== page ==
November 17, 1994
Although Manet was an important force in the development of the new painting and is usually considered an Impressionist, he refused to exhibit with the group because he felt that real recognition could be gained only by participating in the official Salons. Degas, who did show with the Impressionists, nonetheless loathed the word and was quite antipathetic to the notion of spontaneity as well as to outdoor painting. ↩
The covers of the exhibition catalogs gave simply the number of the exhibition, along with a list of the participating artists. This was true even of the catalog for the third group show, in 1877, at which the phrase “Exposition des Impressionistes” was placed above the entrance to the galleries, and which generated Georges Rivière’s short-lived periodical, L’Impressionniste. ↩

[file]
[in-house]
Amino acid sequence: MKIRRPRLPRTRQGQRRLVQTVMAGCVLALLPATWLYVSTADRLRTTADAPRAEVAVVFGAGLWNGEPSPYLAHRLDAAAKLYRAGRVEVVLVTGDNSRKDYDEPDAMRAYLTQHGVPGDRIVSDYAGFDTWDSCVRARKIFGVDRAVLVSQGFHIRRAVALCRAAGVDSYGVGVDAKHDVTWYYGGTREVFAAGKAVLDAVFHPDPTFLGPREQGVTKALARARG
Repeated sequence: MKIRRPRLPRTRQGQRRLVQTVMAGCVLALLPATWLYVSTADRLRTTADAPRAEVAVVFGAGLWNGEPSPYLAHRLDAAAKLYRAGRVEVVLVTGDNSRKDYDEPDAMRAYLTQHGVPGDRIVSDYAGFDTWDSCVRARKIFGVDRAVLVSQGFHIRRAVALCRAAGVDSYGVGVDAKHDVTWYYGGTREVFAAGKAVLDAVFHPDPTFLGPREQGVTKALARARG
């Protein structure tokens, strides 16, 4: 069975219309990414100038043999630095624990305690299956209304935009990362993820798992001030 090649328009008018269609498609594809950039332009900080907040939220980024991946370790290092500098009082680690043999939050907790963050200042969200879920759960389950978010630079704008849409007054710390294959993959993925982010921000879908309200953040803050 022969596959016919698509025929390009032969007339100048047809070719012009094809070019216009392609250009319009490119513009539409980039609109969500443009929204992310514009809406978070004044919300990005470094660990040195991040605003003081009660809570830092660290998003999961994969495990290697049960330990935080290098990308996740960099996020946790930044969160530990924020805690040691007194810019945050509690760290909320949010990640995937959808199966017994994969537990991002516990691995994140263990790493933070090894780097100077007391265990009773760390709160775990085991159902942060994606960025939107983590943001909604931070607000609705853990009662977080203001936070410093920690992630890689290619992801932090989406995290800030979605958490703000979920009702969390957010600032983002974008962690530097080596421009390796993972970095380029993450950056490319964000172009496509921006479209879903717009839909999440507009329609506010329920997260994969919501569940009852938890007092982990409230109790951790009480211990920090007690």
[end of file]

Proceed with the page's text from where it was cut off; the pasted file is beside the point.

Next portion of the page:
Fry originally included in this category early twentieth century artists such as Picasso and Matisse, who for many years were generally considered “second generation” Post-Impressionists. But the term is now confined largely to late nineteenth-century artists. In 1910, Manet was also associated with the Post-Impressionists. The exhibition in London that gave the style its name was called Manet and the Post-Impressionists. ↩
This argument is made near the beginning of Albert Gleizes and Jean Metzinger’s influential Du ‘Cubisme’ (1912), and similar ideas are put forth in other texts from the period. ↩